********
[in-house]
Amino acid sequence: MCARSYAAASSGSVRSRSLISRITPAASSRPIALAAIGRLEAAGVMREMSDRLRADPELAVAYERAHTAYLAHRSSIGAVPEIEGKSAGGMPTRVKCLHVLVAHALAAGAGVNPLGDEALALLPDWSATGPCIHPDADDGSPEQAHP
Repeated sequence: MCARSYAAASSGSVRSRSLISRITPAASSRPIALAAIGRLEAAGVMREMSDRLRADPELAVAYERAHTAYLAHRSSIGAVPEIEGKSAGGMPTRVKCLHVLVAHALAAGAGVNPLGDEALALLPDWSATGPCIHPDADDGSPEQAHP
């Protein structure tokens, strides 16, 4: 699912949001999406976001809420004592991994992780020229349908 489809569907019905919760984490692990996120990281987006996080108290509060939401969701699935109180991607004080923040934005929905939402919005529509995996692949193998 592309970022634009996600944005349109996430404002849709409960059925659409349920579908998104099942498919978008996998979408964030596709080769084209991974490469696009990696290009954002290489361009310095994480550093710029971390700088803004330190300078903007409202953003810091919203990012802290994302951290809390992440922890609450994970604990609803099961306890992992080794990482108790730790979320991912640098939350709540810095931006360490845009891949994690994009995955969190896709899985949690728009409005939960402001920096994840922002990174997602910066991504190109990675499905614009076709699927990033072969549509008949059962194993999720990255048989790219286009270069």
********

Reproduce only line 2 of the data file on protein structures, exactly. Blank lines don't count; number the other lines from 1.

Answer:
Amino acid sequence: MCARSYAAASSGSVRSRSLISRITPAASSRPIALAAIGRLEAAGVMREMSDRLRADPELAVAYERAHTAYLAHRSSIGAVPEIEGKSAGGMPTRVKCLHVLVAHALAAGAGVNPLGDEALALLPDWSATGPCIHPDADDGSPEQAHP